US pressing UN to drop blacklist of firms doing business in Judea and Samaria

According to Israeli officials, the office of the High Commissioner of Human Rights has to decide on updating the list by the end of the year.

By Batya Jerenberg, World Israel News

The Biden administration is pressing the UN to drop its blacklist of firms doing business in Judea and Samaria as a decision on updating the registry looms, the State Department said Friday.

In a press briefing, State Department spokesman Vedant Patel confirmed to reporters that the United States “continues to oppose any work to update” the list, and has talked “directly” with the office of UN High Commissioner for Human Rights Volker Türk about it.

Moreover, the administration made it clear that it will not cooperate with any efforts to revise the list.

“We have not provided and will not provide any information to the Office of the UN High Commissioner for Human Rights on this database, and our position has been repeatedly made clear in public statements as well as in meetings that we’ve had directly with the Office of the High Commissioner,” Patel said.

According to the Axios report Wednesday that broke the story, American officials answered a call for help from Jerusalem in November regarding the potential update, with Israeli officials saying that December 31 is the deadline on deciding whether to add companies to it.

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The list is supposed to be refreshed annually, but in 2021, then-UN High Commissioner Michelle Bachelet said that the database report was not completed due to lack of funds.

The administration’s move was made despite its clear opposition to the settlements in Judea and Samaria, taking the Palestinian Authority’s view that they are an obstacle to a potential peace agreement with Israel.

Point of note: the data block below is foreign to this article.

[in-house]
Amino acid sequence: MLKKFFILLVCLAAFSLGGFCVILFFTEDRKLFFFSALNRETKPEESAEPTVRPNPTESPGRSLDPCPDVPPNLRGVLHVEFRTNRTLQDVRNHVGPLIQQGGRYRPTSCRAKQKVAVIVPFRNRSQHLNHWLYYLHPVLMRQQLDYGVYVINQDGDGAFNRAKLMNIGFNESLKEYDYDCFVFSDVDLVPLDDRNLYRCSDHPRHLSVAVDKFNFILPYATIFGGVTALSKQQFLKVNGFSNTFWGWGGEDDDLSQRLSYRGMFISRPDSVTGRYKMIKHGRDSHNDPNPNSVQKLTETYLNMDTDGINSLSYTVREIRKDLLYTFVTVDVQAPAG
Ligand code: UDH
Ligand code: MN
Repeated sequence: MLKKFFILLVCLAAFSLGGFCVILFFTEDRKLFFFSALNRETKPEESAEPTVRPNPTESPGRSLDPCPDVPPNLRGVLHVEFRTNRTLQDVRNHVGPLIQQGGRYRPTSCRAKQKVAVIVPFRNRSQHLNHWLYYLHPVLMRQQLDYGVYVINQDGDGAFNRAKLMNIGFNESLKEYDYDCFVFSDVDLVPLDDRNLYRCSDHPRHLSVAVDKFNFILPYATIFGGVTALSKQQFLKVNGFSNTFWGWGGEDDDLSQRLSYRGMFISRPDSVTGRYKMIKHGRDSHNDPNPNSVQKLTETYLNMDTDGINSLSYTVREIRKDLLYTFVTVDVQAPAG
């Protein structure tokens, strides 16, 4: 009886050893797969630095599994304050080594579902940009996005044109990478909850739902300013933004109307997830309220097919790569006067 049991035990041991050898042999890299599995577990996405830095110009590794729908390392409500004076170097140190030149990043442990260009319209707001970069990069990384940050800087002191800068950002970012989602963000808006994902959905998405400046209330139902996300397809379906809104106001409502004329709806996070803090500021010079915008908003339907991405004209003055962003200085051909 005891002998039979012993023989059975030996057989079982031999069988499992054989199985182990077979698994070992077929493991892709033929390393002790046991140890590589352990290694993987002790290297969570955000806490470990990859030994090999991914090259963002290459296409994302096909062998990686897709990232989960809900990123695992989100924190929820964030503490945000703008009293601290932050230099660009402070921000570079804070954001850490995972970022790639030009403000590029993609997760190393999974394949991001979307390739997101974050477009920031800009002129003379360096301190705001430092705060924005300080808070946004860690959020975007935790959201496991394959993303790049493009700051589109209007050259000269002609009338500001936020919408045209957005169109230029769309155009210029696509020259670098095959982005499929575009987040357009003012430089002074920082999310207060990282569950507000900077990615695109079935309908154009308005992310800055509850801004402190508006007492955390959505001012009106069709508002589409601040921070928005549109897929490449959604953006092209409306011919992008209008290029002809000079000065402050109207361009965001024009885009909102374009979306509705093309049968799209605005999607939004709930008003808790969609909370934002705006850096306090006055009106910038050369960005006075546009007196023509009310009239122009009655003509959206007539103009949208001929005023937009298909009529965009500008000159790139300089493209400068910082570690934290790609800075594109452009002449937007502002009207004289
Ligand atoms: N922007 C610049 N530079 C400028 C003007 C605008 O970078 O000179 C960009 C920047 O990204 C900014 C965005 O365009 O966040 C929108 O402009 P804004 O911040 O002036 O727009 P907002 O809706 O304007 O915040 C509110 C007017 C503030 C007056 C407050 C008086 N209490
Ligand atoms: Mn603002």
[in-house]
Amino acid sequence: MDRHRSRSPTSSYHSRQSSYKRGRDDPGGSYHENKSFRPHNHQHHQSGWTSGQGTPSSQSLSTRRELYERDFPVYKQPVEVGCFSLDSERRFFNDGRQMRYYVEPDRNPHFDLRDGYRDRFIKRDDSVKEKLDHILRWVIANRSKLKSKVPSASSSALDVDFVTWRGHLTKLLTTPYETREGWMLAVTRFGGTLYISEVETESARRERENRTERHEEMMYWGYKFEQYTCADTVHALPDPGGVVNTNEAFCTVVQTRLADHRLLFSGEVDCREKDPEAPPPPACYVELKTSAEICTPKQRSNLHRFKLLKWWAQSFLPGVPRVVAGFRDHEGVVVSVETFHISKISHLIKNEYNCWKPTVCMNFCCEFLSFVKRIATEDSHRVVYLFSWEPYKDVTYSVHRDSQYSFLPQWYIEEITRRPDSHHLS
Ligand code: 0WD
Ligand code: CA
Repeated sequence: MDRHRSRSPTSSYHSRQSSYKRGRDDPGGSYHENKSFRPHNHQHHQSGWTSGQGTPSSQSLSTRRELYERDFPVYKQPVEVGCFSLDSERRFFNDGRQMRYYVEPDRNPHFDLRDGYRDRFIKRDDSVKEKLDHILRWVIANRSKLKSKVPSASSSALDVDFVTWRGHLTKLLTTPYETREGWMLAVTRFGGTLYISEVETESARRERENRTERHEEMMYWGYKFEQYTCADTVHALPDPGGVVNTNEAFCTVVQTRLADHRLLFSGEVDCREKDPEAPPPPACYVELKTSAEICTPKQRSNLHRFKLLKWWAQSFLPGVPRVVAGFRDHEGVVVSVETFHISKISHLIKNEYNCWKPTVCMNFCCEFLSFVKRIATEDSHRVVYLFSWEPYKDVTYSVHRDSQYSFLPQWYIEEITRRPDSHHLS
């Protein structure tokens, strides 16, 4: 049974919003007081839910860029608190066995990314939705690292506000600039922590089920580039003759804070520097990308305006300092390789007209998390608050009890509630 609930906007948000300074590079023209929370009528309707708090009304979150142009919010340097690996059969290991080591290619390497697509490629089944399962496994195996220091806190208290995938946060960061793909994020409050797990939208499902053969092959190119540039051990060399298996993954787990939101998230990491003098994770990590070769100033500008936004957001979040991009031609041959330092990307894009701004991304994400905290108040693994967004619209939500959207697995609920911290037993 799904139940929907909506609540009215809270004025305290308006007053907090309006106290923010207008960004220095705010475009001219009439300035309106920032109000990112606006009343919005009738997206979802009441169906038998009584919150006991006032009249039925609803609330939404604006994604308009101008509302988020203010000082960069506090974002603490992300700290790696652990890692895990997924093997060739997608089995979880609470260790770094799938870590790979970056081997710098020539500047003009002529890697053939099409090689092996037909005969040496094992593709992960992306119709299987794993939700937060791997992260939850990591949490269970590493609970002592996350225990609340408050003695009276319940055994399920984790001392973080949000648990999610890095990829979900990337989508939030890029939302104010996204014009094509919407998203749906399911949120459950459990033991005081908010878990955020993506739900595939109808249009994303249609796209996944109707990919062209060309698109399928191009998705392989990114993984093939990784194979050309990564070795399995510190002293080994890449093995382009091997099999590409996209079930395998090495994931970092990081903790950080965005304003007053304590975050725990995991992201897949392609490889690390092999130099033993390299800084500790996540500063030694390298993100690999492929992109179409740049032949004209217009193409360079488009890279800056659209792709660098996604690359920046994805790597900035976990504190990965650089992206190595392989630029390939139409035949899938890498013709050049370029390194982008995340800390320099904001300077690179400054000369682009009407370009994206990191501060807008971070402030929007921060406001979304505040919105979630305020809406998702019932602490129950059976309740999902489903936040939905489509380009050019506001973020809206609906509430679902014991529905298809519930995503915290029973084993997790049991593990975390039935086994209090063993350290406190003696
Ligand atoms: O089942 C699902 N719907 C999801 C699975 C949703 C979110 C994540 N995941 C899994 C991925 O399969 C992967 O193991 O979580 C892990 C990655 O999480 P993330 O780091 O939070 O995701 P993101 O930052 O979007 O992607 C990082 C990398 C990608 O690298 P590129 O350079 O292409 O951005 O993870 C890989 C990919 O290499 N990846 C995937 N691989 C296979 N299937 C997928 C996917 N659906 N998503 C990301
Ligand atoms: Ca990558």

The White House thinks a blacklist is a step too far, however.

“Our view is that this database only serves to reinforce an anti-Israel bias that too often finds traction in UN venues,” Patel noted. “Also, this database poses a genuine threat to companies doing business or considering business operations in the region.”

Israel has never made peace with the essential black-balling of 112 companies, fully 95 of them local ones that provide income to both Arab and Jewish employees and services to all who live in Judea and Samaria.

When the list was published in 2020, the Israeli Foreign Ministry slammed it as “a stain on the Office of the United Nations Commission on Human Rights (UNCHR)” that “represents the ultimate surrender to pressure exerted by countries and organizations interested in harming Israel.”

This could be seen from the fact that none of the companies on the list were judged as restricting or damaging the Palestinians’ own economy, but just as helping the Israeli economy.

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Then-Secretary of State Mike Pompeo promised to help “members of our business community” who were “being threatened” by the “sorely mistaken” list. Several American companies are on the list, including communications technology giant Motorola Solutions, and tourism-related firms Airbnb, TripAdvisor and

He also charged that the database was simply a tool to help the Boycott, Divestment and Sanctions Movement. Norway’s biggest pension fund, KLP, divested some $32 million from listed companies in 2021, citing both the “complicity” of some “in international law violations in occupied Palestine,” and that others helped make “the settlements attractive residential areas,” as it said in its statement on the decision.